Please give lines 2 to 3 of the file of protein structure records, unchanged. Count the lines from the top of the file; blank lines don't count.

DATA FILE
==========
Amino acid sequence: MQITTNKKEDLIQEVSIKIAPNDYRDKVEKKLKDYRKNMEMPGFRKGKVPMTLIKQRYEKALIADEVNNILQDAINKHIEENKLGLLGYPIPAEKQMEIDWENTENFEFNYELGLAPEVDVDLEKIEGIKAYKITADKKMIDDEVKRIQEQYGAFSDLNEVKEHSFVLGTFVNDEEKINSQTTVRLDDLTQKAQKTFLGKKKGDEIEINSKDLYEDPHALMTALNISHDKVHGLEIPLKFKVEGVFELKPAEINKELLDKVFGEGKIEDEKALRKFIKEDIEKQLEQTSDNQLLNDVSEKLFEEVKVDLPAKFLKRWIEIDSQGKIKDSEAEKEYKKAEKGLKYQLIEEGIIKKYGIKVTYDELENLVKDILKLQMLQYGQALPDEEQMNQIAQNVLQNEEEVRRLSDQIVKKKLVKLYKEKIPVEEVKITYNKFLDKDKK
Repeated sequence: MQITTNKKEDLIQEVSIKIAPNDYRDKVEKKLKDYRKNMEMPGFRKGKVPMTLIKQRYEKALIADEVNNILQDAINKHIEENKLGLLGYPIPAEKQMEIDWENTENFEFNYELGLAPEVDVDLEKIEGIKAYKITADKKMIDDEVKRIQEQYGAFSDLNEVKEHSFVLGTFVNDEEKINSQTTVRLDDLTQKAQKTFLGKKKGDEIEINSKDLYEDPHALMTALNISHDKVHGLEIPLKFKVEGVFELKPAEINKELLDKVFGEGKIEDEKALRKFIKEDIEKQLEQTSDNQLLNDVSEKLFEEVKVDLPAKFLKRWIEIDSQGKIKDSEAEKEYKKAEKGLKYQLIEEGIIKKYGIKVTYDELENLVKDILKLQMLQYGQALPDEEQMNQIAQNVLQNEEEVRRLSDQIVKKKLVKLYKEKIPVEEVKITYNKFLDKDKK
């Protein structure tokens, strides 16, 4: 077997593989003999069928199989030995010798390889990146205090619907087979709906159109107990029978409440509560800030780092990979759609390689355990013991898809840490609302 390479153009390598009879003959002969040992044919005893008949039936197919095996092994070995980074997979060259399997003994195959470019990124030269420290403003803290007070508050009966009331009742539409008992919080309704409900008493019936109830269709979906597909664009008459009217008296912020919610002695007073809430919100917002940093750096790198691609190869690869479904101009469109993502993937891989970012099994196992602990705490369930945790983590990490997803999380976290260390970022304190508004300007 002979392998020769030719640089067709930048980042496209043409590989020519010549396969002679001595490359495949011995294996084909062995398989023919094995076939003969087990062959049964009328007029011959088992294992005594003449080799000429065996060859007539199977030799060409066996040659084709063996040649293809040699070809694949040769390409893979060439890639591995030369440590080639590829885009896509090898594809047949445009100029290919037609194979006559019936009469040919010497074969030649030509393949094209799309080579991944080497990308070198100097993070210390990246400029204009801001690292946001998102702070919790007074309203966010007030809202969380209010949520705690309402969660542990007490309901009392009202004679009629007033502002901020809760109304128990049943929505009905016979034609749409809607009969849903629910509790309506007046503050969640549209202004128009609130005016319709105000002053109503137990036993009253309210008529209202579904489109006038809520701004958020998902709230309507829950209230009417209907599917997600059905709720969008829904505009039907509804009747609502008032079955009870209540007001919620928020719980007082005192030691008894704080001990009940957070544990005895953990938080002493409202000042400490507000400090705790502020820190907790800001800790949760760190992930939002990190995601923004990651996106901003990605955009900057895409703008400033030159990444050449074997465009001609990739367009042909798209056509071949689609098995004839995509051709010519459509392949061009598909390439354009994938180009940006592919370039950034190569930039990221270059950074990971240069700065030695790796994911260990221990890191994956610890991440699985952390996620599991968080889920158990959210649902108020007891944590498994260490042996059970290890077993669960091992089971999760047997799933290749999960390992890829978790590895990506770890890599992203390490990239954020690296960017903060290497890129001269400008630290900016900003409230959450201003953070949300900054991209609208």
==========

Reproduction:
Repeated sequence: MQITTNKKEDLIQEVSIKIAPNDYRDKVEKKLKDYRKNMEMPGFRKGKVPMTLIKQRYEKALIADEVNNILQDAINKHIEENKLGLLGYPIPAEKQMEIDWENTENFEFNYELGLAPEVDVDLEKIEGIKAYKITADKKMIDDEVKRIQEQYGAFSDLNEVKEHSFVLGTFVNDEEKINSQTTVRLDDLTQKAQKTFLGKKKGDEIEINSKDLYEDPHALMTALNISHDKVHGLEIPLKFKVEGVFELKPAEINKELLDKVFGEGKIEDEKALRKFIKEDIEKQLEQTSDNQLLNDVSEKLFEEVKVDLPAKFLKRWIEIDSQGKIKDSEAEKEYKKAEKGLKYQLIEEGIIKKYGIKVTYDELENLVKDILKLQMLQYGQALPDEEQMNQIAQNVLQNEEEVRRLSDQIVKKKLVKLYKEKIPVEEVKITYNKFLDKDKK
């Protein structure tokens, strides 16, 4: 077997593989003999069928199989030995010798390889990146205090619907087979709906159109107990029978409440509560800030780092990979759609390689355990013991898809840490609302 390479153009390598009879003959002969040992044919005893008949039936197919095996092994070995980074997979060259399997003994195959470019990124030269420290403003803290007070508050009966009331009742539409008992919080309704409900008493019936109830269709979906597909664009008459009217008296912020919610002695007073809430919100917002940093750096790198691609190869690869479904101009469109993502993937891989970012099994196992602990705490369930945790983590990490997803999380976290260390970022304190508004300007 002979392998020769030719640089067709930048980042496209043409590989020519010549396969002679001595490359495949011995294996084909062995398989023919094995076939003969087990062959049964009328007029011959088992294992005594003449080799000429065996060859007539199977030799060409066996040659084709063996040649293809040699070809694949040769390409893979060439890639591995030369440590080639590829885009896509090898594809047949445009100029290919037609194979006559019936009469040919010497074969030649030509393949094209799309080579991944080497990308070198100097993070210390990246400029204009801001690292946001998102702070919790007074309203966010007030809202969380209010949520705690309402969660542990007490309901009392009202004679009629007033502002901020809760109304128990049943929505009905016979034609749409809607009969849903629910509790309506007046503050969640549209202004128009609130005016319709105000002053109503137990036993009253309210008529209202579904489109006038809520701004958020998902709230309507829950209230009417209907599917997600059905709720969008829904505009039907509804009747609502008032079955009870209540007001919620928020719980007082005192030691008894704080001990009940957070544990005895953990938080002493409202000042400490507000400090705790502020820190907790800001800790949760760190992930939002990190995601923004990651996106901003990605955009900057895409703008400033030159990444050449074997465009001609990739367009042909798209056509071949689609098995004839995509051709010519459509392949061009598909390439354009994938180009940006592919370039950034190569930039990221270059950074990971240069700065030695790796994911260990221990890191994956610890991440699985952390996620599991968080889920158990959210649902108020007891944590498994260490042996059970290890077993669960091992089971999760047997799933290749999960390992890829978790590895990506770890890599992203390490990239954020690296960017903060290497890129001269400008630290900016900003409230959450201003953070949300900054991209609208």